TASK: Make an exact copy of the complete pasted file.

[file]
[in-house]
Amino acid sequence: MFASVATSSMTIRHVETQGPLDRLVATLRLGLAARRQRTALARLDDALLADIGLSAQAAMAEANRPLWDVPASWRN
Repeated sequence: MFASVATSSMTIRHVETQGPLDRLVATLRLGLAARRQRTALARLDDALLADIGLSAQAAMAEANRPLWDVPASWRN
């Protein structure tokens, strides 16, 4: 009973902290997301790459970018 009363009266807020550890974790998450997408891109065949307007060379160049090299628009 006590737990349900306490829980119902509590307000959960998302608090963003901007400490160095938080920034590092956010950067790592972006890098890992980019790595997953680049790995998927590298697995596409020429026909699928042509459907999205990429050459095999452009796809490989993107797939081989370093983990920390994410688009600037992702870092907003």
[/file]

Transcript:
[in-house]
Amino acid sequence: MFASVATSSMTIRHVETQGPLDRLVATLRLGLAARRQRTALARLDDALLADIGLSAQAAMAEANRPLWDVPASWRN
Repeated sequence: MFASVATSSMTIRHVETQGPLDRLVATLRLGLAARRQRTALARLDDALLADIGLSAQAAMAEANRPLWDVPASWRN
């Protein structure tokens, strides 16, 4: 009973902290997301790459970018 009363009266807020550890974790998450997408891109065949307007060379160049090299628009 006590737990349900306490829980119902509590307000959960998302608090963003901007400490160095938080920034590092956010950067790592972006890098890992980019790595997953680049790995998927590298697995596409020429026909699928042509459907999205990429050459095999452009796809490989993107797939081989370093983990920390994410688009600037992702870092907003």